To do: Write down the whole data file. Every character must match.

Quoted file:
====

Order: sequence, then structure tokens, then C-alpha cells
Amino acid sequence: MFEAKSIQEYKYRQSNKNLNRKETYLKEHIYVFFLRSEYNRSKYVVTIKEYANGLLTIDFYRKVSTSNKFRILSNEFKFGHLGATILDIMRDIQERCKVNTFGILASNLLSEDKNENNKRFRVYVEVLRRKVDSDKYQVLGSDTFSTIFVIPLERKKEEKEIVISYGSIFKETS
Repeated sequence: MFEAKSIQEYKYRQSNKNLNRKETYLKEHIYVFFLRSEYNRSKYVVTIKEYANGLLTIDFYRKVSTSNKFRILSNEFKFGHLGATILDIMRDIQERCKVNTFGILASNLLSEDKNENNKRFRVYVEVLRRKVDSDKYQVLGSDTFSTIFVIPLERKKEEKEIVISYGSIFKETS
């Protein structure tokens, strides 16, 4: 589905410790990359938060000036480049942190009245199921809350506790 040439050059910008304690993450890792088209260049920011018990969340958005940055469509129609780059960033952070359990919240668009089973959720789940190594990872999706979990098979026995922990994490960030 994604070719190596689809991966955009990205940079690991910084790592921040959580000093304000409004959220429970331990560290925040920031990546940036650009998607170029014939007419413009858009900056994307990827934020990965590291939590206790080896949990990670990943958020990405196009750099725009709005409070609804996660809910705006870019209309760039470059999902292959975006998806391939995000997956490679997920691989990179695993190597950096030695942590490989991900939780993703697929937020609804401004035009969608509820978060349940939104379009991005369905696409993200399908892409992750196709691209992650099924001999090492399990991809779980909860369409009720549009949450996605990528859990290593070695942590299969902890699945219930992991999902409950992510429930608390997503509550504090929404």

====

Order: sequence, then structure tokens, then C-alpha cells
Amino acid sequence: MFEAKSIQEYKYRQSNKNLNRKETYLKEHIYVFFLRSEYNRSKYVVTIKEYANGLLTIDFYRKVSTSNKFRILSNEFKFGHLGATILDIMRDIQERCKVNTFGILASNLLSEDKNENNKRFRVYVEVLRRKVDSDKYQVLGSDTFSTIFVIPLERKKEEKEIVISYGSIFKETS
Repeated sequence: MFEAKSIQEYKYRQSNKNLNRKETYLKEHIYVFFLRSEYNRSKYVVTIKEYANGLLTIDFYRKVSTSNKFRILSNEFKFGHLGATILDIMRDIQERCKVNTFGILASNLLSEDKNENNKRFRVYVEVLRRKVDSDKYQVLGSDTFSTIFVIPLERKKEEKEIVISYGSIFKETS
């Protein structure tokens, strides 16, 4: 589905410790990359938060000036480049942190009245199921809350506790 040439050059910008304690993450890792088209260049920011018990969340958005940055469509129609780059960033952070359990919240668009089973959720789940190594990872999706979990098979026995922990994490960030 994604070719190596689809991966955009990205940079690991910084790592921040959580000093304000409004959220429970331990560290925040920031990546940036650009998607170029014939007419413009858009900056994307990827934020990965590291939590206790080896949990990670990943958020990405196009750099725009709005409070609804996660809910705006870019209309760039470059999902292959975006998806391939995000997956490679997920691989990179695993190597950096030695942590490989991900939780993703697929937020609804401004035009969608509820978060349940939104379009991005369905696409993200399908892409992750196709691209992650099924001999090492399990991809779980909860369409009720549009949450996605990528859990290593070695942590299969902890699945219930992991999902409950992510429930608390997503509550504090929404």